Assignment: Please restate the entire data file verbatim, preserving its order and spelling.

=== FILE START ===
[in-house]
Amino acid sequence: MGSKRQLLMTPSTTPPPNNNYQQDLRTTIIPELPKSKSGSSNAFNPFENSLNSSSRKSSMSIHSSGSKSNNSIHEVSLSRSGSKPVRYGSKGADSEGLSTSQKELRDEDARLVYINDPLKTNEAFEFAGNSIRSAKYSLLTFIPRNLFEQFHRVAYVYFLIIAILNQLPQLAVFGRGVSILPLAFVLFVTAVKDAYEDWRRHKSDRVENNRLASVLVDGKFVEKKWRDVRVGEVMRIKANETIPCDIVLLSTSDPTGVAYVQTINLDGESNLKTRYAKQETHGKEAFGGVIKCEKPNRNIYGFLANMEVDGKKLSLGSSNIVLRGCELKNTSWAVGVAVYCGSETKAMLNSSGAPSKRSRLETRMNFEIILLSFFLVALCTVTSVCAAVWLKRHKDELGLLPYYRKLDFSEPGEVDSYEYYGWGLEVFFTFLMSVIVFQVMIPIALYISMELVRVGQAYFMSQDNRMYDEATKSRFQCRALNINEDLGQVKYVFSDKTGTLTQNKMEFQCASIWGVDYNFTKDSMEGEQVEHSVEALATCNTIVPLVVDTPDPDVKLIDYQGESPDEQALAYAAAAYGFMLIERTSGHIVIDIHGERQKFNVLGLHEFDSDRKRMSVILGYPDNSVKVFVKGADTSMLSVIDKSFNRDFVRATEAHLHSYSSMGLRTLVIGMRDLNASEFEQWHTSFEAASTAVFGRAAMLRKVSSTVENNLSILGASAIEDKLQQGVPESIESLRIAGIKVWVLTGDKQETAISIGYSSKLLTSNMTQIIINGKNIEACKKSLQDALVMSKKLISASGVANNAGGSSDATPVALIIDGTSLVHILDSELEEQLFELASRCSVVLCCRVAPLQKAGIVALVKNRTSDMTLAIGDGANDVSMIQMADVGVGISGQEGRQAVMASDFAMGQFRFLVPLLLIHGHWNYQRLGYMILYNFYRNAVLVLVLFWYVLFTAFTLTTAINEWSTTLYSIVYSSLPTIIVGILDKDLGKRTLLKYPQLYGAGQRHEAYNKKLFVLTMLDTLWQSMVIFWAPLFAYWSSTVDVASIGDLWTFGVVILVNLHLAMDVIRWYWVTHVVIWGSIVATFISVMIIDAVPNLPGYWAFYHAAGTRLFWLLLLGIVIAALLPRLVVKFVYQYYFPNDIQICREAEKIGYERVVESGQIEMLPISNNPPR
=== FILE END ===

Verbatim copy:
[in-house]
Amino acid sequence: MGSKRQLLMTPSTTPPPNNNYQQDLRTTIIPELPKSKSGSSNAFNPFENSLNSSSRKSSMSIHSSGSKSNNSIHEVSLSRSGSKPVRYGSKGADSEGLSTSQKELRDEDARLVYINDPLKTNEAFEFAGNSIRSAKYSLLTFIPRNLFEQFHRVAYVYFLIIAILNQLPQLAVFGRGVSILPLAFVLFVTAVKDAYEDWRRHKSDRVENNRLASVLVDGKFVEKKWRDVRVGEVMRIKANETIPCDIVLLSTSDPTGVAYVQTINLDGESNLKTRYAKQETHGKEAFGGVIKCEKPNRNIYGFLANMEVDGKKLSLGSSNIVLRGCELKNTSWAVGVAVYCGSETKAMLNSSGAPSKRSRLETRMNFEIILLSFFLVALCTVTSVCAAVWLKRHKDELGLLPYYRKLDFSEPGEVDSYEYYGWGLEVFFTFLMSVIVFQVMIPIALYISMELVRVGQAYFMSQDNRMYDEATKSRFQCRALNINEDLGQVKYVFSDKTGTLTQNKMEFQCASIWGVDYNFTKDSMEGEQVEHSVEALATCNTIVPLVVDTPDPDVKLIDYQGESPDEQALAYAAAAYGFMLIERTSGHIVIDIHGERQKFNVLGLHEFDSDRKRMSVILGYPDNSVKVFVKGADTSMLSVIDKSFNRDFVRATEAHLHSYSSMGLRTLVIGMRDLNASEFEQWHTSFEAASTAVFGRAAMLRKVSSTVENNLSILGASAIEDKLQQGVPESIESLRIAGIKVWVLTGDKQETAISIGYSSKLLTSNMTQIIINGKNIEACKKSLQDALVMSKKLISASGVANNAGGSSDATPVALIIDGTSLVHILDSELEEQLFELASRCSVVLCCRVAPLQKAGIVALVKNRTSDMTLAIGDGANDVSMIQMADVGVGISGQEGRQAVMASDFAMGQFRFLVPLLLIHGHWNYQRLGYMILYNFYRNAVLVLVLFWYVLFTAFTLTTAINEWSTTLYSIVYSSLPTIIVGILDKDLGKRTLLKYPQLYGAGQRHEAYNKKLFVLTMLDTLWQSMVIFWAPLFAYWSSTVDVASIGDLWTFGVVILVNLHLAMDVIRWYWVTHVVIWGSIVATFISVMIIDAVPNLPGYWAFYHAAGTRLFWLLLLGIVIAALLPRLVVKFVYQYYFPNDIQICREAEKIGYERVVESGQIEMLPISNNPPR